I elected to have a Skype tutorial with my tutor and the discussion was stimulating and productive. The opportunity to have a conversation, with give and take and an exchange of ideas, was wonderful. The deal with these tutorials is that the tutors put their time into the discussion and the students write the assignment report, with additional comments added by the tutor. In the assignment report the tutor’s comments are in red.
My tutor was very encouraging about my experimentation and the fact that my work is becoming more abstract. The subject of presence and absence is a strong one with lots of possibilities which she encourages me to explore, not just through representation but through the presence and absence of materials. I was pleased that she found my material experiments such as snow and rust productive and not an indulgence.
I have a ‘to do’ list:
- rework assignment 3
- drawing on different surfaces
- consider the relevance of primitive art to my themes
- explore non rectangular supports
- develop video ideas
One comment from my tutor has given me particular pause for thought. She says, ‘The process is an important factor for your work and it’s interesting that you take an alternative viewpoint as to what drawing can be. Is it more for you, the artist, than the viewer?’.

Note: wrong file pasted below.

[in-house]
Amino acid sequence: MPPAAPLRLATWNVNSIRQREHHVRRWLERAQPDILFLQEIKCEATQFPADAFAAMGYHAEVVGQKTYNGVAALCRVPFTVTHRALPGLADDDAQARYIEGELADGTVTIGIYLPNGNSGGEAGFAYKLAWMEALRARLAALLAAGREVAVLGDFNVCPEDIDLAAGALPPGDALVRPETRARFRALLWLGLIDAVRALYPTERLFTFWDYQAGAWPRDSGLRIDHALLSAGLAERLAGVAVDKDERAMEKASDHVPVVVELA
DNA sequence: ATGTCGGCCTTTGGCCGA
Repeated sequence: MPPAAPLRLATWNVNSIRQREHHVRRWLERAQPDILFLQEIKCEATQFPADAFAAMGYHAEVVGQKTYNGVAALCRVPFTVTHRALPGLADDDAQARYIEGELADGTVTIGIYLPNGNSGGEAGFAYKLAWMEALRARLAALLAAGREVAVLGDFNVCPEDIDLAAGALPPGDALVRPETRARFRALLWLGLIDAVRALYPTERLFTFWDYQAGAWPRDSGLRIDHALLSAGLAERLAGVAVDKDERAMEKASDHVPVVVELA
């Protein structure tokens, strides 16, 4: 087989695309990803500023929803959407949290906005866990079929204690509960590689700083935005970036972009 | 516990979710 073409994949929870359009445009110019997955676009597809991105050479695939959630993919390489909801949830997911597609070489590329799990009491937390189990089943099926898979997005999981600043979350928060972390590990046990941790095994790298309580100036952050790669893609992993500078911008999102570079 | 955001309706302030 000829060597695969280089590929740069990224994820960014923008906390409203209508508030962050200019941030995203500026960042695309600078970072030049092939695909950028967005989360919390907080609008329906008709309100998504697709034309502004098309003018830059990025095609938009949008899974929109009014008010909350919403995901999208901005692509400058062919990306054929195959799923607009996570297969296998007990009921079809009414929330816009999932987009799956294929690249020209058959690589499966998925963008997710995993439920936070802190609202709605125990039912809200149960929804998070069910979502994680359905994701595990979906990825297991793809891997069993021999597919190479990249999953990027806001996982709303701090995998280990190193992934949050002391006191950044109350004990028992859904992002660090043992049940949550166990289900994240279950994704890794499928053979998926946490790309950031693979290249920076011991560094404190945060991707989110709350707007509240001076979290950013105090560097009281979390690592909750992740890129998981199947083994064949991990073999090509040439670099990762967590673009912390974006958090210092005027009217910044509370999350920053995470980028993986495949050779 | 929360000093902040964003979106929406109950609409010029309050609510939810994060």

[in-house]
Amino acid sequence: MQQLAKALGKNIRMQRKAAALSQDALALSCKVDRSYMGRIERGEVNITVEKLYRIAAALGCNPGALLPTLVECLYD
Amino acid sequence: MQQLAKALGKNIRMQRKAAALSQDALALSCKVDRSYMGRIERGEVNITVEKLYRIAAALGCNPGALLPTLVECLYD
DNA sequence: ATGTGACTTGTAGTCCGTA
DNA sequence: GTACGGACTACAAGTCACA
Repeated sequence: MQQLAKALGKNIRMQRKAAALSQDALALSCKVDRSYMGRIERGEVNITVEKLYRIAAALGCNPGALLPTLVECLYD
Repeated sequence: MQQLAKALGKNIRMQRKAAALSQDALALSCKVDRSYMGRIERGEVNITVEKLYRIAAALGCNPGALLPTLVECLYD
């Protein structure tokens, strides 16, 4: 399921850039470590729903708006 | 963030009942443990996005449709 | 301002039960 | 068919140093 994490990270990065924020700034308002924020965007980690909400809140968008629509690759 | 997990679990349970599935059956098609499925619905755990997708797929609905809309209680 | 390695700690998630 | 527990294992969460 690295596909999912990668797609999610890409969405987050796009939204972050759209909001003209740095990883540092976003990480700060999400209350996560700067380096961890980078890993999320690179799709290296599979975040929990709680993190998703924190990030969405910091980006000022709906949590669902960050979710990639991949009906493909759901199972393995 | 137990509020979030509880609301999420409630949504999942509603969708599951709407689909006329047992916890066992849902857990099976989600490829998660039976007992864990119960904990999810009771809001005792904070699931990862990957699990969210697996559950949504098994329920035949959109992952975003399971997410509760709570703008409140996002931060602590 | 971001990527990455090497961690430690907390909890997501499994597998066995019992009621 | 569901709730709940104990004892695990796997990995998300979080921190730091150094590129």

I have deliberately tried to become less concerned about outcome, feeling that embracing risk and not worrying about spoiling something can liberate me. But I think the answer to her question is that my art is for me and is about the process of me making it, much more that it is about any possible outcome or a viewer’s opinion on that outcome. I make art for the deep satisfaction that creating something gives me, for the sensual pleasure of working with the materials and for my own visual pleasure when I discover something interesting in the outcome, no matter how small a detail, often a reaction of the materials which I have merely facilitated.